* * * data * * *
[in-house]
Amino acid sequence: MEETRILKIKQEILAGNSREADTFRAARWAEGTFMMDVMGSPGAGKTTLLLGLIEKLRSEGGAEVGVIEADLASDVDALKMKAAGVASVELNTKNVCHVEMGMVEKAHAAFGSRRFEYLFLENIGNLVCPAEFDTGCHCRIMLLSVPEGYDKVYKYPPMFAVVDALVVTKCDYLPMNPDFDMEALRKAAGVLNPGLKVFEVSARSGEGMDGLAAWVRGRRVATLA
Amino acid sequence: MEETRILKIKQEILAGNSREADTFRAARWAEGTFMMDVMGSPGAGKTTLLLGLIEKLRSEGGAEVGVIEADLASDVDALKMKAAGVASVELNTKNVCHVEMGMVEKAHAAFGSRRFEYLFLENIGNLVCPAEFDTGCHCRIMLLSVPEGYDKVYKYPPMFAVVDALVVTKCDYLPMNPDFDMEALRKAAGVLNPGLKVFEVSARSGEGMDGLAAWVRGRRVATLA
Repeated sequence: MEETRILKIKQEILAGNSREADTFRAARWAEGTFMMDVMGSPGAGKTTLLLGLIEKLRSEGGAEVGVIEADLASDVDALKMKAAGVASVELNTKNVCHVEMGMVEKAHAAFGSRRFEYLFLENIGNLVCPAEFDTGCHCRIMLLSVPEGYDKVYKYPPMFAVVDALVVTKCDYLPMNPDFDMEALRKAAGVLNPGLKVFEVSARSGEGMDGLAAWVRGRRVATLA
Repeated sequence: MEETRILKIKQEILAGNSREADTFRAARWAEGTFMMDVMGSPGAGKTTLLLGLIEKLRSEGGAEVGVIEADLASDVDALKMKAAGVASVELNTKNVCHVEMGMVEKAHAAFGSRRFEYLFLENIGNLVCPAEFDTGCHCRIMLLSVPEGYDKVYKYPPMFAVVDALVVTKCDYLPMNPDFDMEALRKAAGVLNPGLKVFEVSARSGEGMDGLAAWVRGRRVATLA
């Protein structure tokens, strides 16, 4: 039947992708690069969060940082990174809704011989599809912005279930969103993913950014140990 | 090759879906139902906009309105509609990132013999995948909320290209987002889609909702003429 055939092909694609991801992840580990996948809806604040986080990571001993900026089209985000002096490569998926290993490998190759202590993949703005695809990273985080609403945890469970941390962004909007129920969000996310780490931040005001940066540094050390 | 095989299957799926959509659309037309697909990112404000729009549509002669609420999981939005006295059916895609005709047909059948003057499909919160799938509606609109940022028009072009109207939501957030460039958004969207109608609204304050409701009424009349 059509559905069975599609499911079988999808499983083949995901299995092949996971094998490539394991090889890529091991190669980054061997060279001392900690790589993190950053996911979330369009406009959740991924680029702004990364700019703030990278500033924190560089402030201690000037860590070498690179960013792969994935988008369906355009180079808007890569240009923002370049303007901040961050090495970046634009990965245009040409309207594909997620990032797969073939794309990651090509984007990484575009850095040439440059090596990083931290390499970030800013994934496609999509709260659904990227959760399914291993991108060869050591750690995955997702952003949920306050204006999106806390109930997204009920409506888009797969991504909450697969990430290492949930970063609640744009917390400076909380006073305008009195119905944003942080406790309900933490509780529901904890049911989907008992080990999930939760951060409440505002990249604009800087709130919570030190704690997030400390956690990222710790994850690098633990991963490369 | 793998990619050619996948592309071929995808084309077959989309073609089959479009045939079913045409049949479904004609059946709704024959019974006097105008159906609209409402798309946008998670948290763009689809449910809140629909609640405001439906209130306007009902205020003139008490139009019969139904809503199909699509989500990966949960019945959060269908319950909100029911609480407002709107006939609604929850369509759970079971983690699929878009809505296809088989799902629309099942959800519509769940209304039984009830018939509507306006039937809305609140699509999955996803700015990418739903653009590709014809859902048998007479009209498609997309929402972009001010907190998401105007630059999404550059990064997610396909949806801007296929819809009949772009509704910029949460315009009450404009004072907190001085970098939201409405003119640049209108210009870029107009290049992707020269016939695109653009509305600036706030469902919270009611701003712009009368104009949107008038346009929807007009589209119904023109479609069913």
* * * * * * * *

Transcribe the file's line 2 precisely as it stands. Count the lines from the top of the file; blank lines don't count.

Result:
Amino acid sequence: MEETRILKIKQEILAGNSREADTFRAARWAEGTFMMDVMGSPGAGKTTLLLGLIEKLRSEGGAEVGVIEADLASDVDALKMKAAGVASVELNTKNVCHVEMGMVEKAHAAFGSRRFEYLFLENIGNLVCPAEFDTGCHCRIMLLSVPEGYDKVYKYPPMFAVVDALVVTKCDYLPMNPDFDMEALRKAAGVLNPGLKVFEVSARSGEGMDGLAAWVRGRRVATLA